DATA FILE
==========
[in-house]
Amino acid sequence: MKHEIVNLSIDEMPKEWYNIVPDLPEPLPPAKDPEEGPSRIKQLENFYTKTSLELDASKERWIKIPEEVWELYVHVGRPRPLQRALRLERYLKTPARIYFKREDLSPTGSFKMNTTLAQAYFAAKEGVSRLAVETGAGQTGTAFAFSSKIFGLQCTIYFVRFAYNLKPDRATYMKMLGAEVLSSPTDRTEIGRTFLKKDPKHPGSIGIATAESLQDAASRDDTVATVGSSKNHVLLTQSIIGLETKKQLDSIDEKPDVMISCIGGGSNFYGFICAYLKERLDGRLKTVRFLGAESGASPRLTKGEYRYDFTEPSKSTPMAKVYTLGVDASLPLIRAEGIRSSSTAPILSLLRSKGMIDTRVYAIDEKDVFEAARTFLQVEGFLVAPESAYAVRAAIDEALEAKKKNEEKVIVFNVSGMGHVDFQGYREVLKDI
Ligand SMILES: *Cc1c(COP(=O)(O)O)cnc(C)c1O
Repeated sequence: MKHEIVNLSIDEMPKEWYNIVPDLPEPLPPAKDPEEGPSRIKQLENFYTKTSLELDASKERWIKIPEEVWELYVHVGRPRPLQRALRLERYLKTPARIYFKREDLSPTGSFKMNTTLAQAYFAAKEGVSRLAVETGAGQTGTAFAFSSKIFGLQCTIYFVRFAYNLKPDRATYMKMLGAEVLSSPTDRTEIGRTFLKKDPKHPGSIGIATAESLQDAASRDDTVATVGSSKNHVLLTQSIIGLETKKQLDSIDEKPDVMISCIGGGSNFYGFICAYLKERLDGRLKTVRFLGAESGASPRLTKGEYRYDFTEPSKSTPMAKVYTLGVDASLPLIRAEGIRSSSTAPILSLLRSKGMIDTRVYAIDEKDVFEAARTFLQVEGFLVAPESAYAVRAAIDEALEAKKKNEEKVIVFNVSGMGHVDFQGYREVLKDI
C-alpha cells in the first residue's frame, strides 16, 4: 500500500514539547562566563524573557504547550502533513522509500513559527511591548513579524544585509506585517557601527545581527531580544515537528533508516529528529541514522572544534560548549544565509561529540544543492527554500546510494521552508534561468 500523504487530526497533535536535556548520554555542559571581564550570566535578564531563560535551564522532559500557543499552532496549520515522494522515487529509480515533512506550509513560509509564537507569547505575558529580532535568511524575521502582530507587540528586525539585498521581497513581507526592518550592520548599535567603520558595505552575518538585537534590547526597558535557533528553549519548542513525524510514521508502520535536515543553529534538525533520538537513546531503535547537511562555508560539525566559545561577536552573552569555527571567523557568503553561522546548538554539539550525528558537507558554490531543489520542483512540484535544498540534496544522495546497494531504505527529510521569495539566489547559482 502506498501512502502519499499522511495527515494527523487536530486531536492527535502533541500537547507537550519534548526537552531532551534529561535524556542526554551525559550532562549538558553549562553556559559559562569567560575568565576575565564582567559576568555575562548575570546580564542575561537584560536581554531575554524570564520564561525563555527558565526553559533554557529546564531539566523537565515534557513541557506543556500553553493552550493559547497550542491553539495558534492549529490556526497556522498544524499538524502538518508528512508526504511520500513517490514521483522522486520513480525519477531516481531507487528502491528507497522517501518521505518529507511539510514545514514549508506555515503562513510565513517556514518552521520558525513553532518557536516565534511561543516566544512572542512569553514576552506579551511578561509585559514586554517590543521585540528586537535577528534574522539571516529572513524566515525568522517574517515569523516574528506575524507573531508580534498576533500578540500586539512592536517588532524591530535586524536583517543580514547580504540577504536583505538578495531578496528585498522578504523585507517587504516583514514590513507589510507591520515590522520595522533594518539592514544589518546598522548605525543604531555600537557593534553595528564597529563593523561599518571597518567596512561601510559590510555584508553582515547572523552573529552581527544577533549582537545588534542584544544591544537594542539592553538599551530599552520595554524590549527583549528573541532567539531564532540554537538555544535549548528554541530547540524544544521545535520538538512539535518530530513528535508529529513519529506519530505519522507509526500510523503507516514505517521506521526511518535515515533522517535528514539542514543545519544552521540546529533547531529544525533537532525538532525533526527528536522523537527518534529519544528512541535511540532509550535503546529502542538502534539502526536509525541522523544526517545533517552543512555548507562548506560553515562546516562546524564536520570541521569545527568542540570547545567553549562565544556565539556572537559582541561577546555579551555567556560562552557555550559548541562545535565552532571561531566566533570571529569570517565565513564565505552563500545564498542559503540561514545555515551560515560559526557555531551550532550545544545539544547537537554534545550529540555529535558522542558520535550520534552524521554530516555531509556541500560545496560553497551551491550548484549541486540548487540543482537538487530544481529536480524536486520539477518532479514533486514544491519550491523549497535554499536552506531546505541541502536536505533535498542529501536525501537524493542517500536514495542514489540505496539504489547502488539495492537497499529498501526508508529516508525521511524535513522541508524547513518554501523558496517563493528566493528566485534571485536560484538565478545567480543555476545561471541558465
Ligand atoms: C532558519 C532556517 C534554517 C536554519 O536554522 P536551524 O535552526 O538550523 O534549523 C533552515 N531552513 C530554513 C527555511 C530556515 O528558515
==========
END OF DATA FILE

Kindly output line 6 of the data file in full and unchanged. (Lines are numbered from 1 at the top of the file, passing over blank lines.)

Ligand atoms: C532558519 C532556517 C534554517 C536554519 O536554522 P536551524 O535552526 O538550523 O534549523 C533552515 N531552513 C530554513 C527555511 C530556515 O528558515